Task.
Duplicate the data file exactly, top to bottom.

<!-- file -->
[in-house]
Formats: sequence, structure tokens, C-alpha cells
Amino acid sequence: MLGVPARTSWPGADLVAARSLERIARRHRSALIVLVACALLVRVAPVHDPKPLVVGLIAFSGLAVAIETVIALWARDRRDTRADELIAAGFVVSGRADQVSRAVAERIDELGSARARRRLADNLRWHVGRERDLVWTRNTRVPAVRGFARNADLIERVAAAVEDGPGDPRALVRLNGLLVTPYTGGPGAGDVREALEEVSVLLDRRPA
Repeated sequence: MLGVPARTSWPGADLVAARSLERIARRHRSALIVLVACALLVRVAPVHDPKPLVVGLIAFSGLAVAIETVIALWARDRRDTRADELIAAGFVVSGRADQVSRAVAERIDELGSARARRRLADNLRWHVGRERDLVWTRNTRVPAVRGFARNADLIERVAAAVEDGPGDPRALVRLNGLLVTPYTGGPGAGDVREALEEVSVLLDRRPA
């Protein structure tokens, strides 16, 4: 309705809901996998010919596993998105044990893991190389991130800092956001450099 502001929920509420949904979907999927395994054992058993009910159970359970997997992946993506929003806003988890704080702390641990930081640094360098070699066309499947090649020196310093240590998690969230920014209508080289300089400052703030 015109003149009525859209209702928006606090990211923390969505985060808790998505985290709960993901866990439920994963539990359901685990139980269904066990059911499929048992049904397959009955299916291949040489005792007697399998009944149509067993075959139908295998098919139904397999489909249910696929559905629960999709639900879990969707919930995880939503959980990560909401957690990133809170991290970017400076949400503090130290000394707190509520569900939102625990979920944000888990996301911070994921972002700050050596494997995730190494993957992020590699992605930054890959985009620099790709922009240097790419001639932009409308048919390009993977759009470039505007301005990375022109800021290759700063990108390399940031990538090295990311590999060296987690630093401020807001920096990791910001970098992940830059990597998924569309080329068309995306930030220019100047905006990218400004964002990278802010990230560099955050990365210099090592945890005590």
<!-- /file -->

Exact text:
[in-house]
Formats: sequence, structure tokens, C-alpha cells
Amino acid sequence: MLGVPARTSWPGADLVAARSLERIARRHRSALIVLVACALLVRVAPVHDPKPLVVGLIAFSGLAVAIETVIALWARDRRDTRADELIAAGFVVSGRADQVSRAVAERIDELGSARARRRLADNLRWHVGRERDLVWTRNTRVPAVRGFARNADLIERVAAAVEDGPGDPRALVRLNGLLVTPYTGGPGAGDVREALEEVSVLLDRRPA
Repeated sequence: MLGVPARTSWPGADLVAARSLERIARRHRSALIVLVACALLVRVAPVHDPKPLVVGLIAFSGLAVAIETVIALWARDRRDTRADELIAAGFVVSGRADQVSRAVAERIDELGSARARRRLADNLRWHVGRERDLVWTRNTRVPAVRGFARNADLIERVAAAVEDGPGDPRALVRLNGLLVTPYTGGPGAGDVREALEEVSVLLDRRPA
């Protein structure tokens, strides 16, 4: 309705809901996998010919596993998105044990893991190389991130800092956001450099 502001929920509420949904979907999927395994054992058993009910159970359970997997992946993506929003806003988890704080702390641990930081640094360098070699066309499947090649020196310093240590998690969230920014209508080289300089400052703030 015109003149009525859209209702928006606090990211923390969505985060808790998505985290709960993901866990439920994963539990359901685990139980269904066990059911499929048992049904397959009955299916291949040489005792007697399998009944149509067993075959139908295998098919139904397999489909249910696929559905629960999709639900879990969707919930995880939503959980990560909401957690990133809170991290970017400076949400503090130290000394707190509520569900939102625990979920944000888990996301911070994921972002700050050596494997995730190494993957992020590699992605930054890959985009620099790709922009240097790419001639932009409308048919390009993977759009470039505007301005990375022109800021290759700063990108390399940031990538090295990311590999060296987690630093401020807001920096990791910001970098992940830059990597998924569309080329068309995306930030220019100047905006990218400004964002990278802010990230560099955050990365210099090592945890005590």